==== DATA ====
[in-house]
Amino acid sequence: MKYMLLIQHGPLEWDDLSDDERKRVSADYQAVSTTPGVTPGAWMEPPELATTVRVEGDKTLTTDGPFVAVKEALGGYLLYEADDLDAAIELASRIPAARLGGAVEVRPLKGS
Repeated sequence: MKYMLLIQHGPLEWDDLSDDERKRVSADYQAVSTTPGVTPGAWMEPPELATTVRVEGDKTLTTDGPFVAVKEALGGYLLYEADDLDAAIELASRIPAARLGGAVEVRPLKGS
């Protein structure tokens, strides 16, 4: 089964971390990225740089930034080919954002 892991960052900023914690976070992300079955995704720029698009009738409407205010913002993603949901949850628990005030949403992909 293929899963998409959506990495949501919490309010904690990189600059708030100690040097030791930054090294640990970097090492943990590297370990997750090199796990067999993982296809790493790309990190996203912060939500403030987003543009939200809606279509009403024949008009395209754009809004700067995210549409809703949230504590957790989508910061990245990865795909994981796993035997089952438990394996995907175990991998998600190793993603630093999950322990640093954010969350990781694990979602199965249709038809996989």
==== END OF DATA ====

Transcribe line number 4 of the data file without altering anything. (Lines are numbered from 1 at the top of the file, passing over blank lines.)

């Protein structure tokens, strides 16, 4: 089964971390990225740089930034080919954002 892991960052900023914690976070992300079955995704720029698009009738409407205010913002993603949901949850628990005030949403992909 293929899963998409959506990495949501919490309010904690990189600059708030100690040097030791930054090294640990970097090492943990590297370990997750090199796990067999993982296809790493790309990190996203912060939500403030987003543009939200809606279509009403024949008009395209754009809004700067995210549409809703949230504590957790989508910061990245990865795909994981796993035997089952438990394996995907175990991998998600190793993603630093999950322990640093954010969350990781694990979602199965249709038809996989």